Preventing scalding

Failsafe thermostatic mixing valves (TMVs) are an effective way of meeting Part G requirements for limiting the temperature of hot water from showers and taps.

Honeywell, as a manufacturer of water valves and heating controls, believes that all existing bath and shower installations in public commercial and residential premises should be upgraded to provide the same protection for scalding hot water as is required in new homes — which can be achieved by fitting failsafe Honeywell thermostatic mixing valves (TMVs) in the supplies to hot-water outlets.

From October 2009, an amendment to Part G of the Building Regulations requires householders to install TMVs on baths and showers.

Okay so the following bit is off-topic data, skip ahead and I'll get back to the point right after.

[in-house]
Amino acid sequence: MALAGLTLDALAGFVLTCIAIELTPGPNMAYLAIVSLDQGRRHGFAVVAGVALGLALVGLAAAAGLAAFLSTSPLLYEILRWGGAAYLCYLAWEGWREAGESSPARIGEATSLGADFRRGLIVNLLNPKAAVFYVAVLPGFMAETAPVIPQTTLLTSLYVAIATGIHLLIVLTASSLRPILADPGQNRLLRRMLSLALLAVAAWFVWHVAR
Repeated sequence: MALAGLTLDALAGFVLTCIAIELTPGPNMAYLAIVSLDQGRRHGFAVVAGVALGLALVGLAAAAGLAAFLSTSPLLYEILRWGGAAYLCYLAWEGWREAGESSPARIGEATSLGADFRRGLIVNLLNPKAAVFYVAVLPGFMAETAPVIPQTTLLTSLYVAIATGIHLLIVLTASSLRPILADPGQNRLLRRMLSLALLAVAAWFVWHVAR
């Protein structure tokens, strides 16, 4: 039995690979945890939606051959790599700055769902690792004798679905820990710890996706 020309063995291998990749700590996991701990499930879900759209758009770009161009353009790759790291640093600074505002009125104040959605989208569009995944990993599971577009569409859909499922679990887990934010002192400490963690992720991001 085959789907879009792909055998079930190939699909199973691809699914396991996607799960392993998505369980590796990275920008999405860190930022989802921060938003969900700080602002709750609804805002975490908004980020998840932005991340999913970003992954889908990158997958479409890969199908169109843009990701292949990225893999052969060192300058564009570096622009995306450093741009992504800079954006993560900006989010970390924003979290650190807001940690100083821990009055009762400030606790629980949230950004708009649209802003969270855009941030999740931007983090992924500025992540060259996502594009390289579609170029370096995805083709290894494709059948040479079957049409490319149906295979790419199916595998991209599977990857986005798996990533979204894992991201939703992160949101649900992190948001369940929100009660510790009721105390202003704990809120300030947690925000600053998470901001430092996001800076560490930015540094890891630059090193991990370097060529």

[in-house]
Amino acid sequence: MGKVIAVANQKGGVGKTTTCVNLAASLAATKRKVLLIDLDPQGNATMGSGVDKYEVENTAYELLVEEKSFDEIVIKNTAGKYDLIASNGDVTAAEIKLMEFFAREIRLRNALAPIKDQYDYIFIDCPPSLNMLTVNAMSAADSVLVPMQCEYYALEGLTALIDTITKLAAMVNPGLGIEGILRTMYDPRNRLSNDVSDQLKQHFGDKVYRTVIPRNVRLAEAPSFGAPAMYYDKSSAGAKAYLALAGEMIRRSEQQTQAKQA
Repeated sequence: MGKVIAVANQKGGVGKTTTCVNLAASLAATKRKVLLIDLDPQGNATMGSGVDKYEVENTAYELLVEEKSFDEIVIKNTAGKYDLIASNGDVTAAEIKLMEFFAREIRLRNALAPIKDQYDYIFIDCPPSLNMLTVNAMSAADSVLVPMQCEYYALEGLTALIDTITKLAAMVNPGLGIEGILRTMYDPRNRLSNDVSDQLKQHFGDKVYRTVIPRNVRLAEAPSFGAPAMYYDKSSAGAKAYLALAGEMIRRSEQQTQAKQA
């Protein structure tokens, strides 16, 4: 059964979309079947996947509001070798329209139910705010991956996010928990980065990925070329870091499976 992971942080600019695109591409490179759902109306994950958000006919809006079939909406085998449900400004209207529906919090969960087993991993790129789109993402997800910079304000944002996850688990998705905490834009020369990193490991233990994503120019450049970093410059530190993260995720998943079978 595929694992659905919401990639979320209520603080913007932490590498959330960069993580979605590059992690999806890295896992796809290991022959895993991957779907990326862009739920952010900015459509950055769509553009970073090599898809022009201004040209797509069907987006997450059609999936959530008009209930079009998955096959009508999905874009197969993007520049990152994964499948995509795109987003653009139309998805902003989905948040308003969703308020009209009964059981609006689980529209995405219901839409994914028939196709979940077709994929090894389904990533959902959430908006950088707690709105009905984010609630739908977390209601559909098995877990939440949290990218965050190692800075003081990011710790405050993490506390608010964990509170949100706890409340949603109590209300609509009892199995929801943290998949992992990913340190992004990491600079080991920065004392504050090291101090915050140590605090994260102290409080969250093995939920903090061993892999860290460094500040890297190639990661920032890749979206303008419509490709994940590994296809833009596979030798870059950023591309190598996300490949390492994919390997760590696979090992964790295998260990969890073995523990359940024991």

In healthcare, TMVs certified to BuildCert TMV3 (such as Honeywell’s TM200VO) must be fitted.

Valves to the domestic TMV2 standard (such as Honeywell’s TM300) are acceptable for most other premises. However a risk assessment must be carried out to determine if facilities are used by vulnerable people. If so, TMV3 valves should be installed to provide a higher level of safety.

The BuildCert TMV scheme recommends maximum temperatures for all premises: 46°C for bath fill; 41°C for showers and washbasins and 38°C for bidets.

While 46°C is the maximum temperature for water from a bath tap, it takes into account the margin of error inherent in TMVs and temperature loss in metal baths, especially in cold bathrooms. However, it is not a safe temperature for use. The British Burns Association recommends 37 to 37.5°C as a comfortable temperature for children. In premises covered by the Care Standards Act 2000, the maximum water-outlet temperature is 43°C.

For more information on this story, click here:Sept 09, 80
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